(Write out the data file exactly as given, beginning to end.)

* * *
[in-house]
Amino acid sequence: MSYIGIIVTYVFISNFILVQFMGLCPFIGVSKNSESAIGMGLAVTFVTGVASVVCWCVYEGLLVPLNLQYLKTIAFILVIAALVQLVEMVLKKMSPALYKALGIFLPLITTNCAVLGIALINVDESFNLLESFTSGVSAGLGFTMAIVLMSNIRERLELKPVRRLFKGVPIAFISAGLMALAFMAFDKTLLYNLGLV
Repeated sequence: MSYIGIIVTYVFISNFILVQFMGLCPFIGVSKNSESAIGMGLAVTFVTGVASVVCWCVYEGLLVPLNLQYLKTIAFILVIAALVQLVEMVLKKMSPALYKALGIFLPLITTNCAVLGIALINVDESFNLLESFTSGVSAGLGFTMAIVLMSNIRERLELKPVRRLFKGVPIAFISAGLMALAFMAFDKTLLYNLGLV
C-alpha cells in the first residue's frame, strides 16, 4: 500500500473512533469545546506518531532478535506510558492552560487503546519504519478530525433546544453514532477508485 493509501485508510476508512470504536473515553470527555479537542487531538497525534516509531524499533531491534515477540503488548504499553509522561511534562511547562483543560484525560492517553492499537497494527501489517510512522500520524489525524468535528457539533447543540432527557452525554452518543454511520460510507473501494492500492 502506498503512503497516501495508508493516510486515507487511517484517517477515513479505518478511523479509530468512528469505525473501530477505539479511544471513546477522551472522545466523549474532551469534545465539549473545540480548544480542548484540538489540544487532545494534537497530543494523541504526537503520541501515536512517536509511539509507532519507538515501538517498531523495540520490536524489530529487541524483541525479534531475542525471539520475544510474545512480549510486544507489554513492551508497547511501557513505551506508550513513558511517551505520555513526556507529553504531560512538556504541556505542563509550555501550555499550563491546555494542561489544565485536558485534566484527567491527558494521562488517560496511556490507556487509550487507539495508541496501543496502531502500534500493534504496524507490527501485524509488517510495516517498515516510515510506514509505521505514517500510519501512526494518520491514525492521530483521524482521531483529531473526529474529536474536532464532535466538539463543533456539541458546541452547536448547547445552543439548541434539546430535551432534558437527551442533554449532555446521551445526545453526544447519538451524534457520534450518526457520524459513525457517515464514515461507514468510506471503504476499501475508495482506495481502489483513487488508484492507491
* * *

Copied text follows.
[in-house]
Amino acid sequence: MSYIGIIVTYVFISNFILVQFMGLCPFIGVSKNSESAIGMGLAVTFVTGVASVVCWCVYEGLLVPLNLQYLKTIAFILVIAALVQLVEMVLKKMSPALYKALGIFLPLITTNCAVLGIALINVDESFNLLESFTSGVSAGLGFTMAIVLMSNIRERLELKPVRRLFKGVPIAFISAGLMALAFMAFDKTLLYNLGLV
Repeated sequence: MSYIGIIVTYVFISNFILVQFMGLCPFIGVSKNSESAIGMGLAVTFVTGVASVVCWCVYEGLLVPLNLQYLKTIAFILVIAALVQLVEMVLKKMSPALYKALGIFLPLITTNCAVLGIALINVDESFNLLESFTSGVSAGLGFTMAIVLMSNIRERLELKPVRRLFKGVPIAFISAGLMALAFMAFDKTLLYNLGLV
C-alpha cells in the first residue's frame, strides 16, 4: 500500500473512533469545546506518531532478535506510558492552560487503546519504519478530525433546544453514532477508485 493509501485508510476508512470504536473515553470527555479537542487531538497525534516509531524499533531491534515477540503488548504499553509522561511534562511547562483543560484525560492517553492499537497494527501489517510512522500520524489525524468535528457539533447543540432527557452525554452518543454511520460510507473501494492500492 502506498503512503497516501495508508493516510486515507487511517484517517477515513479505518478511523479509530468512528469505525473501530477505539479511544471513546477522551472522545466523549474532551469534545465539549473545540480548544480542548484540538489540544487532545494534537497530543494523541504526537503520541501515536512517536509511539509507532519507538515501538517498531523495540520490536524489530529487541524483541525479534531475542525471539520475544510474545512480549510486544507489554513492551508497547511501557513505551506508550513513558511517551505520555513526556507529553504531560512538556504541556505542563509550555501550555499550563491546555494542561489544565485536558485534566484527567491527558494521562488517560496511556490507556487509550487507539495508541496501543496502531502500534500493534504496524507490527501485524509488517510495516517498515516510515510506514509505521505514517500510519501512526494518520491514525492521530483521524482521531483529531473526529474529536474536532464532535466538539463543533456539541458546541452547536448547547445552543439548541434539546430535551432534558437527551442533554449532555446521551445526545453526544447519538451524534457520534450518526457520524459513525457517515464514515461507514468510506471503504476499501475508495482506495481502489483513487488508484492507491